World Library  


Charge Your Style with Life
March Poetry Corner Exhibit

Charge Your Style with Life
  • A Profeta Kertje (by )
    Book Rating (155)
  • In Memoriam (by )
    Book Rating (175)
  • The Negro Speaks of Rivers (by )
    Book Rating (132)
  • Songs of Innocence and of Experience and... (by )
    Book Rating (200)
  • The Selected Poems of Rainer Maria Rilke (by )
    Book Rating (30)
  • Poems (by )
    Book Rating (155)
  • Rhymes of a Red Cross Man (by )
    Book Rating (3)
  • Leaves of Grass (by )
    Book Rating (70)
  • Collected Poems of John Keats : Volume 5... (by )
  • The Prelude Or, Growth of a Poets Mind (by )
    Book Rating (200)
  • The Poetical Works of Percy Bysshe Shell... (by )
    Book Rating (3)
  • Poetical Works : Volume 1 (by )
    Book Rating (3)
  • The Raven (by )
    Book Rating (132)
  • The Poems Of Robert Frost (by )
  • Verses 1889-1896 (by )
    Book Rating (118)
Scroll Left
Scroll Right

In the countable sense, a verse is formally a single metrical line in a poetic composition. However, verse has come to represent any division or grouping of words in a poetic composition, with groupings traditionally having been referred to as stanzas.

In the uncountable (mass noun) sense verse refers to "poetry" as contrasted to prose. Where the common unit of verse is based on meter or rhyme, the common unit of prose is purely grammatical, such as a sentence or paragraph. Verse has had a traditional application in drama, which is therefore known as dramatic poetry, verse drama, or dramatic verse.     


Great poetry is an interrogation. It questions its own culture, the society that birthed it, life itself, and even it’s own existence. It finds itself in the pantheon of eternity by approaching these questions

In an 1862 issue of The Atlantic, a letter was printed out to its reader under the title Letter to a Young Contributor, and within its lines it called for writers to “charge your style with life.” An aspiring, unknown writer replied in query to the author of the article, “Mr. Higginson,/Are you too deeply occupied to say if my Verse is alive?” They would go on to create a great editorial relationship, one being editor and literary critic Thomas Wentworth Higginson, and the other being the great American poet Emily Dickinson.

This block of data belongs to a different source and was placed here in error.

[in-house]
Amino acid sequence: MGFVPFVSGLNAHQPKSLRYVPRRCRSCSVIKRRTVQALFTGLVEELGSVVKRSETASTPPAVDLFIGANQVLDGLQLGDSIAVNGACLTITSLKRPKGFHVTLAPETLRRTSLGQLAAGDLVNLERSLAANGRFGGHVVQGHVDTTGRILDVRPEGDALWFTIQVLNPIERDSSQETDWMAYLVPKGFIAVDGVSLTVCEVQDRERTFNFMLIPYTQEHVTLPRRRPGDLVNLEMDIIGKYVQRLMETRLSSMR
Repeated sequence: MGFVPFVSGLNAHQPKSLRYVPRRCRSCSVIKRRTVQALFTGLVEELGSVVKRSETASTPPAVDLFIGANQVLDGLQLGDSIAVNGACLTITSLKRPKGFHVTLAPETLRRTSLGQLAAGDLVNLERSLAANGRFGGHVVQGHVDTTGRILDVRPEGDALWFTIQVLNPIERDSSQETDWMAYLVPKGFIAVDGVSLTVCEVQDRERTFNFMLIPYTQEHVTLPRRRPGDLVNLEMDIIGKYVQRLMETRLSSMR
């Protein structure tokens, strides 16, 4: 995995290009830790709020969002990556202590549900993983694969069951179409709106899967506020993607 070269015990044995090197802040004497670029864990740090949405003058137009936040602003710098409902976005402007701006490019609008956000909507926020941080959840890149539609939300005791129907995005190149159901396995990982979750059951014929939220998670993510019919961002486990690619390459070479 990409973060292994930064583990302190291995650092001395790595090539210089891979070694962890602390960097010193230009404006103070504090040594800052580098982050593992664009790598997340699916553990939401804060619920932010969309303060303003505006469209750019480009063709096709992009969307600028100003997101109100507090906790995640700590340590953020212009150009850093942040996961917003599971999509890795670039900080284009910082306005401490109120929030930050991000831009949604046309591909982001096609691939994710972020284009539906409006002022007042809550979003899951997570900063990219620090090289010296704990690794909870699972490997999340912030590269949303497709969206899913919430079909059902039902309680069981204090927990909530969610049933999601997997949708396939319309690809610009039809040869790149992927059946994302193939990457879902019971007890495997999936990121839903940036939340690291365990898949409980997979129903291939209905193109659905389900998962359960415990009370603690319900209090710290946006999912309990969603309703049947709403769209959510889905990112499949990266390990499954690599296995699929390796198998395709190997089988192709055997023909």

This wasn’t the question that Dickinson’s poetry bent for, but it did show the spirit that would grant her entrance to the lexicon of great poets. She quickly surpassed the the ability of Higginson to mentor her, and though her poetry was never published in her lifetime, it is apparent to us now how completely she took Higginson’s charge to heart.

Great poetry is, at its height, the punch and guts of life. In its least, it is the intimations on a postcard you keep in your back-pocket from a dear friend.

Great poetry is a cross-dresser between painting, prose, pottery, and something else completely amoebic, that je ne sais quoi. It is the closest human has come to explaining why we dream. It is the blueprints for a pyramid and a home, rich soil ready to birth a garden.
It is the blood of the muse, extracted or given but eternally alive, an indefinable act of creation verified by its own existence. The essence of poetry is very much like the Chinese philosophy, yin and yang, and very much contained in the contradicting multitudes, as Walt Whitman proclaimed in his collection of poems, Leaves of Grass

It devastates in its simplicity, cleverly hiding truths like traps between lines. It gives accent to speech, gives shade to the primary colors. It defies and recreates language and understanding. It is a humble warrior, that shoves a vision in you like a splinter. It is the tinder and match in the dark woods of the heart. 

Poetry, as vague and necessary as color. And go ahead and attempt to explain color to one another. It is impossible without feeling (or by explaining it with similes, metaphors, analogies), and poetry is the essence of that feeling, feeling grew atop poetry, when we stood up on our feet and began to walk, when our spirits began to rise, poetry rose beside us. 
The great poets knew their words were as signs or traffic signals that direct one to the actual poem. It is a corralling, it is a give and take, it is an oblation, it is a tease between two long and desperate lovers. 

Poetry is a devastator too. It is a multitudinous spirit of life and death, not to be taken lightly. It is a greater drink than the hardest alcohol, greater than ethanol, ether, gasoline. The great poets felt they had to counter the weight of poetry with drink and opiates and many succumbed, out of balance. 

“Be drunk,” Charles Baudelaire said. “On wine, on poetry, or on virtue as you wish.” He had imbibed poetry fully, when all had scorned him. It was the marrow of time, and still he lives.

This marks the beginning of what will be an evolving monthly series on poetry, where we will delve into different movements, styles, themes and theories of poetry and the lives of poets.

By Thad Higa




Copyright © World Library Foundation. All rights reserved. eBooks from World Library are sponsored by the World Library Foundation,
a 501c(4) Member's Support Non-Profit Organization, and is NOT affiliated with any governmental agency or department.